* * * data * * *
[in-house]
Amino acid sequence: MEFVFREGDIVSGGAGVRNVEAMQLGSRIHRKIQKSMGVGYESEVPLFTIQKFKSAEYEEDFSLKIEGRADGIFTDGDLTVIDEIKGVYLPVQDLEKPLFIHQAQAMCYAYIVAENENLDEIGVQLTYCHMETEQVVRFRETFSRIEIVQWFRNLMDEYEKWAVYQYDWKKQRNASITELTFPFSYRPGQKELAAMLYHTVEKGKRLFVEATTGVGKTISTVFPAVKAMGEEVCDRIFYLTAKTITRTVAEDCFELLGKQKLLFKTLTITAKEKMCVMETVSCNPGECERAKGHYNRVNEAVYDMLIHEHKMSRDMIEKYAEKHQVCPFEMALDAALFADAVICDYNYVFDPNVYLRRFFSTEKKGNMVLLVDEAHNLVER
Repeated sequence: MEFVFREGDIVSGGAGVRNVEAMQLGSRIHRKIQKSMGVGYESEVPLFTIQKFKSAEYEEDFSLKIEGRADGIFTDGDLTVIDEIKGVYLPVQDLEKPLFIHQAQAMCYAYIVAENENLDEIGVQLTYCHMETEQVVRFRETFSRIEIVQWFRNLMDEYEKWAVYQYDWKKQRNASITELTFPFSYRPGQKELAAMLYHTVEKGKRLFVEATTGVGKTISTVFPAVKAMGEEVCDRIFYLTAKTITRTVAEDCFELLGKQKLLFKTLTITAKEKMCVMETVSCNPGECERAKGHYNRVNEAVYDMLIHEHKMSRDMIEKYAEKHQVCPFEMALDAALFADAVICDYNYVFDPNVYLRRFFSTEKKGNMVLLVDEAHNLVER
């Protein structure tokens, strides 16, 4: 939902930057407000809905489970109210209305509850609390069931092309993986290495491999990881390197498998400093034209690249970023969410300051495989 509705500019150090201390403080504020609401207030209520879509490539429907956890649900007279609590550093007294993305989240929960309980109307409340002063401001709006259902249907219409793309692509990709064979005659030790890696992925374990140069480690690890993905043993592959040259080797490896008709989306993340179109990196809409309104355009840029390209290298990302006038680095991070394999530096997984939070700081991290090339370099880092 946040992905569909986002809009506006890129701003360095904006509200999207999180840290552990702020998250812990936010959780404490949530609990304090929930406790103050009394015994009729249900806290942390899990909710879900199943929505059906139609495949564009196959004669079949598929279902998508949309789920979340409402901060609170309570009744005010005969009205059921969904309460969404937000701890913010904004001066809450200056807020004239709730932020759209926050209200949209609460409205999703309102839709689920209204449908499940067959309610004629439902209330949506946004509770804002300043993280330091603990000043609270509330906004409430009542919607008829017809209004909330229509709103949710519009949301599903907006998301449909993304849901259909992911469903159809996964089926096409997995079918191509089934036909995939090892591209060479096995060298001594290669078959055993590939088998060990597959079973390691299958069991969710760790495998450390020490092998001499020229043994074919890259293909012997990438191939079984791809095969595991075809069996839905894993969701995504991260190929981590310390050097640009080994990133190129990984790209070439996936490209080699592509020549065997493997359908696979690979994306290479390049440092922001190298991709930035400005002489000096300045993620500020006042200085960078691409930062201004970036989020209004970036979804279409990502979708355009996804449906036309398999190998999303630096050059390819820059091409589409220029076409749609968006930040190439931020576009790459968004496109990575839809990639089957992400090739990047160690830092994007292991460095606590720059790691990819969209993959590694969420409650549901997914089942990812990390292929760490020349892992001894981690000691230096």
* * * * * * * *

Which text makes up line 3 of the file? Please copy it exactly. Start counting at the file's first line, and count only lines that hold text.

Repeated sequence: MEFVFREGDIVSGGAGVRNVEAMQLGSRIHRKIQKSMGVGYESEVPLFTIQKFKSAEYEEDFSLKIEGRADGIFTDGDLTVIDEIKGVYLPVQDLEKPLFIHQAQAMCYAYIVAENENLDEIGVQLTYCHMETEQVVRFRETFSRIEIVQWFRNLMDEYEKWAVYQYDWKKQRNASITELTFPFSYRPGQKELAAMLYHTVEKGKRLFVEATTGVGKTISTVFPAVKAMGEEVCDRIFYLTAKTITRTVAEDCFELLGKQKLLFKTLTITAKEKMCVMETVSCNPGECERAKGHYNRVNEAVYDMLIHEHKMSRDMIEKYAEKHQVCPFEMALDAALFADAVICDYNYVFDPNVYLRRFFSTEKKGNMVLLVDEAHNLVER